- Trek Dual Sport 3 vs 4 (14 Key Differences)
Trek Dual Sport 2 vs 3 (Read Before Buying)
Bikes , Hybrid bikes , Other
Updated: April 25, 2023
Disclosure: I may receive referral fees from purchases made through links on BicycleVolt. As an Amazon Associate, I earn from qualifying purchases.
If you’re looking to buy a new bike and have narrowed your choice down to the Trek Dual Sport 2 or Dual Sport 3…but aren’t sure which one to go for…then you’ve come to the right place at the right time.
In a moment, I’ll give you a head-to-head comparison of the full spec list for each bike – right next door to each other so that you can compare the forks and frame on one with the forks and frame on the other. Going all the way down to the handlebar grips and the spokes.
I’ll then take a look at each bike individually, hunting out the main pros and cons of each and seeing whether they justify the price differential between these two models.
As an aside, I’ve also recently compared the Dual Sport 2 to the Dual Sport 1 – the entry model in this Trek range. There’s a good-sized price difference across the range and it’s worth taking a closer look at the Dual Sport 1 if you’ll only be using your bike occasionally.
Choosing a new set of wheels is never easy, but I hope that this simple comparison of these two great bikes makes the process just a little easier. Both the Dual Sport 2 and Dual Sport 3 are fantastic hybrid bikes that are ideal for a wide range of cycling from off-road trails to city commuting. So you’ll certainly be choosing a good bike if you go for either one. Let’s take a look at them in some more detail.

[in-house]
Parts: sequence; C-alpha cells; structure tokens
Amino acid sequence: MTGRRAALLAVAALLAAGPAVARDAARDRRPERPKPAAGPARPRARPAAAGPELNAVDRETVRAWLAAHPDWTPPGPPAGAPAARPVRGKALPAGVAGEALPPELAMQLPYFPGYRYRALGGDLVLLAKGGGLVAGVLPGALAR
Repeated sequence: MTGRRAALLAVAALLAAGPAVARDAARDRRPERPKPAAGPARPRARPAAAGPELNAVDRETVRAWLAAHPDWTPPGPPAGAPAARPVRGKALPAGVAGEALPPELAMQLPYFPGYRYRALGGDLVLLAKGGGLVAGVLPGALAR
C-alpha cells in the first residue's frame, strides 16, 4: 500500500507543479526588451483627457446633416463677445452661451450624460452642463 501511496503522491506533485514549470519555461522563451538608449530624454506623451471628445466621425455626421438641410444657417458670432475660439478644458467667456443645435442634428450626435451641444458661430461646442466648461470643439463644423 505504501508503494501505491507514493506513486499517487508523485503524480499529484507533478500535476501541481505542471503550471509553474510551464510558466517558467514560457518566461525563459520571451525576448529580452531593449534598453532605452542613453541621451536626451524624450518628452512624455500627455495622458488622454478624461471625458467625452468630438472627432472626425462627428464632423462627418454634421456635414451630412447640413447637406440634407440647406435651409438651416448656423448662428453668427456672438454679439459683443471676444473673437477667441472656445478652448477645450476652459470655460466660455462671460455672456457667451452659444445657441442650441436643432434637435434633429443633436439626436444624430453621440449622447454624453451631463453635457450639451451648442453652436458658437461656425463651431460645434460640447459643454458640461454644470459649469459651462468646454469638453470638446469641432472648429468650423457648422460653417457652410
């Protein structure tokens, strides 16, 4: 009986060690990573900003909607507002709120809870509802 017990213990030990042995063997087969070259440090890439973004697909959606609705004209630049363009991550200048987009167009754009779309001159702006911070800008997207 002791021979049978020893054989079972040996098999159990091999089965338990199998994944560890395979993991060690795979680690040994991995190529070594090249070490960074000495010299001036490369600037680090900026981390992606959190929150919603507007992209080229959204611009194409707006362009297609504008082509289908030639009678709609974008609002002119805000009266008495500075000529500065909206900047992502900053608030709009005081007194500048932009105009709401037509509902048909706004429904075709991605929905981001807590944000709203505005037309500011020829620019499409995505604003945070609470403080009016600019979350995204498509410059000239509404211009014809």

Trek Dual Sport overview
Hybrid bikes, like the Trek Dual Sport range, are one of the most versatile and enjoyable types of bike to ride.
If you look at the bike spectrum, you’ve got road bikes at the “Fast but not very rugged” end and mountain bikes at the “Rugged but not very fast” end. Hybrid bikes take up a large section of the spectrum between these two, more specialist, machines.
I love hybrid bikes and they’re my go-to for a wide range of cycling from commuting to work, through family cycles on smooth park pavement, to bike trails with loose gravel surfaces.
Road bikes are great for cycling at speed but you have to make some sacrifices when riding them. You tend to ride in a more hunched position to decrease wind resistance and this can be uncomfortable. Plus, when the weather turns chilly and there’s ice and snow on the roads those skinny tires won’t give you any grip.
Mountain bikes are awesome for riding backcountry trails. The muddier and gnarlier the better. But try taking them on pavement and the knobbly tires will vibrate your arms to pieces whilst the heavier bike weight will make ascents that bit more challenging.
In contrast, hybrid bikes like the Dual Sport have the best of both worlds. They’re fast, but with a comfy upright riding position. They’re rugged and can handle plenty of off-road riding, but with lighter total bike weight and tires that grip on both roads and trails.